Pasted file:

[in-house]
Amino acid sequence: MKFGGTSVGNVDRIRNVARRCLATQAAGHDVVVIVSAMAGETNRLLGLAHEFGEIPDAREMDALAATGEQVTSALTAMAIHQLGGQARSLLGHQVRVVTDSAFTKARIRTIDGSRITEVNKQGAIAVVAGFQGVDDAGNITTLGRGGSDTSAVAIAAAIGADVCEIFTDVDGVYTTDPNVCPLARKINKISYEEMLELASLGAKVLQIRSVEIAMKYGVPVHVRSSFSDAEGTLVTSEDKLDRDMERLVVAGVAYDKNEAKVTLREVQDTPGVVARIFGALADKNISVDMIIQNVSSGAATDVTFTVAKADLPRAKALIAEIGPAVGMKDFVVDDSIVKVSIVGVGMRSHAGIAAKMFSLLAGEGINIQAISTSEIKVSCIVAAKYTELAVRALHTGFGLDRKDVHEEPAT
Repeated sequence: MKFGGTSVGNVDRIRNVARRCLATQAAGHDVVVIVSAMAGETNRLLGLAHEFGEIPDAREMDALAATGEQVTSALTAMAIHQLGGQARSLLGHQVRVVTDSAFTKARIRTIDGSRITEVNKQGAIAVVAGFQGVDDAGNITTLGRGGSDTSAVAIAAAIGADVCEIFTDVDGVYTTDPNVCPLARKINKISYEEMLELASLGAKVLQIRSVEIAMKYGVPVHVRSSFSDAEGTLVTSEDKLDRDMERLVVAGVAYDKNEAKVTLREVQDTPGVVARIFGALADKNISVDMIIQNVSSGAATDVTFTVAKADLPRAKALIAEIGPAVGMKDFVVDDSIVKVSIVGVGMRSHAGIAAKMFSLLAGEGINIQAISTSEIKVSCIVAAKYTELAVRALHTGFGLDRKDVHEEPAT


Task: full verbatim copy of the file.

[in-house]
Amino acid sequence: MKFGGTSVGNVDRIRNVARRCLATQAAGHDVVVIVSAMAGETNRLLGLAHEFGEIPDAREMDALAATGEQVTSALTAMAIHQLGGQARSLLGHQVRVVTDSAFTKARIRTIDGSRITEVNKQGAIAVVAGFQGVDDAGNITTLGRGGSDTSAVAIAAAIGADVCEIFTDVDGVYTTDPNVCPLARKINKISYEEMLELASLGAKVLQIRSVEIAMKYGVPVHVRSSFSDAEGTLVTSEDKLDRDMERLVVAGVAYDKNEAKVTLREVQDTPGVVARIFGALADKNISVDMIIQNVSSGAATDVTFTVAKADLPRAKALIAEIGPAVGMKDFVVDDSIVKVSIVGVGMRSHAGIAAKMFSLLAGEGINIQAISTSEIKVSCIVAAKYTELAVRALHTGFGLDRKDVHEEPAT
Repeated sequence: MKFGGTSVGNVDRIRNVARRCLATQAAGHDVVVIVSAMAGETNRLLGLAHEFGEIPDAREMDALAATGEQVTSALTAMAIHQLGGQARSLLGHQVRVVTDSAFTKARIRTIDGSRITEVNKQGAIAVVAGFQGVDDAGNITTLGRGGSDTSAVAIAAAIGADVCEIFTDVDGVYTTDPNVCPLARKINKISYEEMLELASLGAKVLQIRSVEIAMKYGVPVHVRSSFSDAEGTLVTSEDKLDRDMERLVVAGVAYDKNEAKVTLREVQDTPGVVARIFGALADKNISVDMIIQNVSSGAATDVTFTVAKADLPRAKALIAEIGPAVGMKDFVVDDSIVKVSIVGVGMRSHAGIAAKMFSLLAGEGINIQAISTSEIKVSCIVAAKYTELAVRALHTGFGLDRKDVHEEPAT